(iii) Assessments of human and environmental exposure, including workplace exposure, and impacts of a particular microorganism or microbial mixture on the environment, including surveys, tests, and studies of: Survival and transport in air, water, and soil; ability to exchange genetic material with other microorganisms, ability to colonize human or animal guts, and ability to colonize plants.
(iv) Monitoring data, when they have been aggregated and analyzed to measure the exposure of humans or the environment to a microorganism.
(v) Any assessments of risk to health and the environment resulting from the manufacture, processing, distribution in commerce, use, or disposal of the microorganism.
Inactivation means that living microorganisms are rendered nonviable.
Institutional Biosafety Committee means the committees described in the NIH Guidelines in section IV.B.2.
Intergeneric microorganism means a microorganism that is formed by the deliberate combination of genetic material originally isolated from organisms of different taxonomic genera.
(1) The term “intergeneric microorganism” includes a microorganism which contains a mobile genetic element which was first identified in a microorganism in a genus different from the recipient microorganism.
(2) The term “intergeneric microorganism” does not include a microorganism which contains introduced genetic material consisting of only well-characterized, non-coding regulatory regions from another genus.
Introduced genetic material means genetic material that is added to, and remains as a component of, the genome of the recipient.
Manufacture, import, or process for commercial purposes means:
(1) To import, produce, manufacture, or process with the purpose of obtaining an immediate or eventual commercial advantage for the manufacturer, importer, or processor, and includes, among other things, “manufacture” or “processing” of any amount of a microorganism or microbial mixture:
(i) For commercial distribution, including for test marketing.
(ii) For use by the manufacturer, including use for product research and development or as an intermediate.
(2) The term also applies to substances that are produced coincidentally during the manufacture, processing, use, or disposal of another microorganism or microbial mixture, including byproducts that are separated from that other microorganism or microbial mixture and impurities that remain in that microorganism or microbial mixture. Byproducts and impurities without separate commercial value are nonetheless produced for the purpose of obtaining a commercial advantage, since they are part of the manufacture or processing of a microorganism for commercial purposes.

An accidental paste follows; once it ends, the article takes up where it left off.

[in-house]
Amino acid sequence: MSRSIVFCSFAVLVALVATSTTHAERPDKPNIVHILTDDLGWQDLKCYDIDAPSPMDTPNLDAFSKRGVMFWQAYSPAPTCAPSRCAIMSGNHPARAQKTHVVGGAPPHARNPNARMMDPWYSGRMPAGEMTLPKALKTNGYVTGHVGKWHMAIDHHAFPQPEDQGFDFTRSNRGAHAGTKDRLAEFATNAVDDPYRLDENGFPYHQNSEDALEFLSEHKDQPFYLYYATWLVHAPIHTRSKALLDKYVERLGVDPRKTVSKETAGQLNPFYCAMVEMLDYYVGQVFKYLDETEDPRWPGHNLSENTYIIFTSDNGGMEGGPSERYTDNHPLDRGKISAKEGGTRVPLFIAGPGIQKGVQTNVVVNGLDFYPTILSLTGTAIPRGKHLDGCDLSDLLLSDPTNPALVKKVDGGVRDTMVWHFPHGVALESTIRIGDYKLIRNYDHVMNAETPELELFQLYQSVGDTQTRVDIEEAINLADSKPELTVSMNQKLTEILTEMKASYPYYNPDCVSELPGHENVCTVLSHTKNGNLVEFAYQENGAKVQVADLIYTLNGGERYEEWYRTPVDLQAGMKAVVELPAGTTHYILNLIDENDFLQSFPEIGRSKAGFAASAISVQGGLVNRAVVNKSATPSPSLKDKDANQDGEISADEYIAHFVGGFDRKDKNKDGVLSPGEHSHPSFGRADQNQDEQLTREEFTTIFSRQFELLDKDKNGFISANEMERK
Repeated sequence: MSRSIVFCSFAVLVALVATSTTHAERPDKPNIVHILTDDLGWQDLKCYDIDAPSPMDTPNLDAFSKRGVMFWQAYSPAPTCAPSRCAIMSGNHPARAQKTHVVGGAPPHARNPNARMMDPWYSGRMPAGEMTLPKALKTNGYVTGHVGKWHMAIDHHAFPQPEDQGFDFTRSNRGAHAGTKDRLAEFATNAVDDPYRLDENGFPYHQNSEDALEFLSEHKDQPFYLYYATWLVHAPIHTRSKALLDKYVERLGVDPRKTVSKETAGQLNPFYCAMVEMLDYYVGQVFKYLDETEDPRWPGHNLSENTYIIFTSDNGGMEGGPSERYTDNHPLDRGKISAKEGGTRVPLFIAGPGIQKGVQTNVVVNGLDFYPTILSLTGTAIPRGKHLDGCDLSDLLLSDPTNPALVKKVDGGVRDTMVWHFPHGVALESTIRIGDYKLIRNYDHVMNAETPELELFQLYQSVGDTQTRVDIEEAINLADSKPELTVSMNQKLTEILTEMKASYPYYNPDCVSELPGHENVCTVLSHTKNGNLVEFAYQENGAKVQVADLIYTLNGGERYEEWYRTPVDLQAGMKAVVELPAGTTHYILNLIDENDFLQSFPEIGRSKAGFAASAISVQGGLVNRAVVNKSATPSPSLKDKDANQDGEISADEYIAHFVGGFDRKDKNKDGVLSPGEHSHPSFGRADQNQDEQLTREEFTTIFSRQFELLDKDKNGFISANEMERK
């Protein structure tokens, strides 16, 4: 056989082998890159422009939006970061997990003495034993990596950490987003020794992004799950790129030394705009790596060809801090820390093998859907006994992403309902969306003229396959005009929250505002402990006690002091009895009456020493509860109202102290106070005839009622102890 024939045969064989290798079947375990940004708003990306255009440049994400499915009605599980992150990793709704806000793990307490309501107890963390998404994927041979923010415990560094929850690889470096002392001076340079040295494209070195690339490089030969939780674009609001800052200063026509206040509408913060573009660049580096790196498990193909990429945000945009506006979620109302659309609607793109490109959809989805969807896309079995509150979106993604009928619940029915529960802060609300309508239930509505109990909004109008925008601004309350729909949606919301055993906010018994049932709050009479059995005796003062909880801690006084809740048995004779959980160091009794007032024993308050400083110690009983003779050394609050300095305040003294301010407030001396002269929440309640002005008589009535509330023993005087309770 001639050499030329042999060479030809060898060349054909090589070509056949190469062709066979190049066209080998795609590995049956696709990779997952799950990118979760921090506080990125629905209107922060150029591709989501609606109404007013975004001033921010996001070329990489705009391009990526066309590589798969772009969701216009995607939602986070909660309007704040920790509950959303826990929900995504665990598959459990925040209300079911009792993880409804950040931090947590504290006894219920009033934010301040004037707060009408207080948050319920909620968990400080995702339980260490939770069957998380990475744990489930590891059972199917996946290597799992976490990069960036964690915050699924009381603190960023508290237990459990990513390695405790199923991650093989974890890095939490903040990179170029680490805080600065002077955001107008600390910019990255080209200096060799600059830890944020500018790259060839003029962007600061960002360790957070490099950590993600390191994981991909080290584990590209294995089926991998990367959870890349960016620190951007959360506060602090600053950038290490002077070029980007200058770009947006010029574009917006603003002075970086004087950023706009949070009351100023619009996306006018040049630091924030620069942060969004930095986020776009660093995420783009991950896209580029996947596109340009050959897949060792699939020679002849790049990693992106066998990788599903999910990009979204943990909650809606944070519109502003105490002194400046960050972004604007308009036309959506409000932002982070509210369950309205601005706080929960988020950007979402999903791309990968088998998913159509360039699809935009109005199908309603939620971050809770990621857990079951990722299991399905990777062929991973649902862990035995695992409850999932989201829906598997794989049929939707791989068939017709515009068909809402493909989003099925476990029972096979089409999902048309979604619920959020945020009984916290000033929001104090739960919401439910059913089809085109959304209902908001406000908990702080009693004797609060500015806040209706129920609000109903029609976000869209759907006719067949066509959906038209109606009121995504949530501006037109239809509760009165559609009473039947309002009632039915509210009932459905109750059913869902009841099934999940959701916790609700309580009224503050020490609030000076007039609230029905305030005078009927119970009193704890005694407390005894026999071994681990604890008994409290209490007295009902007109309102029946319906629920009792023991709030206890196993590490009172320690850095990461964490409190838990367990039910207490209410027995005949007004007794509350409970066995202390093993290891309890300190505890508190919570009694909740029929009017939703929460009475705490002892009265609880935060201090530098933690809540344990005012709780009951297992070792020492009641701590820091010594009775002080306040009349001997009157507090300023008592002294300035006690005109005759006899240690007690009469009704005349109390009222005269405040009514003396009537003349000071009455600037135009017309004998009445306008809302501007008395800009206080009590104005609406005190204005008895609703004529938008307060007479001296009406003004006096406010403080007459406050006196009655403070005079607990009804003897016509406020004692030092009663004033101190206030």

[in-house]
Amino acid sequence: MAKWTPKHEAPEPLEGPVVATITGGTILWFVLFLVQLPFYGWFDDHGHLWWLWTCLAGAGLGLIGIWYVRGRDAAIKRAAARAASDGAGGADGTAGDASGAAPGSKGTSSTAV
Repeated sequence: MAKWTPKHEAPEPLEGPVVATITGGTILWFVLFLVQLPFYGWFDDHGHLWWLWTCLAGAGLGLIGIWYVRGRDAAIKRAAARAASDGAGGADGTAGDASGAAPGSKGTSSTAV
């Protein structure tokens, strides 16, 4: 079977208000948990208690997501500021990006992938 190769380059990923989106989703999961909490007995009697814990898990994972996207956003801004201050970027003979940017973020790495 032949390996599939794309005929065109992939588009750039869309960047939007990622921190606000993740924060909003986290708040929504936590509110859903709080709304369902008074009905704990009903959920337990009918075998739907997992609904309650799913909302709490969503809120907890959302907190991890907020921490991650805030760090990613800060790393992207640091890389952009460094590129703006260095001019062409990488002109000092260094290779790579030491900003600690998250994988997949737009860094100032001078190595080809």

Microbial commercial activity notice or MCAN means a notice for microorganisms submitted to EPA pursuant to section 5(a)(1) of the Act in accordance with subpart D of this part.
Microbial mixture means any combination of microorganisms or microorganisms and other chemical substances, if the combination does not occur in nature and is not an article.
Microorganism means an organism classified, using the 5-kingdom classification system of Whittacker, in the kingdoms Monera (or Procaryotae), Protista, Fungi, and the Chlorophyta and the Rhodophyta of the Plantae, and a virus or virus-like particle.
Mobile genetic element or MGE means an element of genetic material that has the ability to move genetic material within and between organisms. “Mobile genetic elements” include all plasmids, viruses, transposons, insertion sequences, and other classes of elements with these general properties.
New microorganism means a microorganism not included on the Inventory.
NIH Guidelines means the National Institutes of Health (NIH) “Guidelines for Research Involving Recombinant DNA Molecules” (July 5, 1994).
Non-coding regulatory region means a segment of introduced genetic material for which:
(1) The regulatory region and any inserted flanking nucleotides do not code for protein, peptide, or functional ribonucleic acid molecules.
(2) The regulatory region solely controls the activity of other regions that code for protein or peptide molecules or act as recognition sites for the initiation of nucleic acid or protein synthesis.
Small quantities solely for research and development (or “small quantities solely for purposes of scientific experimentation or analysis or research on, or analysis of, such substance or another substance, including such research or analysis for development of a product”) means quantities of a microorganism manufactured, imported, or processed or proposed to be manufactured, imported, or processed solely for research and development that meet the requirements of §725.234.
Structure means a building or vessel which effectively surrounds and encloses the microorganism and includes features designed to restrict the microorganism from leaving.
Submission means any MCAN or exemption request submitted to EPA under this part.
Technically qualified individual means a person or persons:
(1) Who, because of education, training, or experience, or a combination of these factors, is capable of understanding the health and environmental risks associated with the microorganism which is used under his or her supervision,
(2) Who is responsible for enforcing appropriate methods of conducting scientific experimentation, analysis, or microbiological research to minimize such risks, and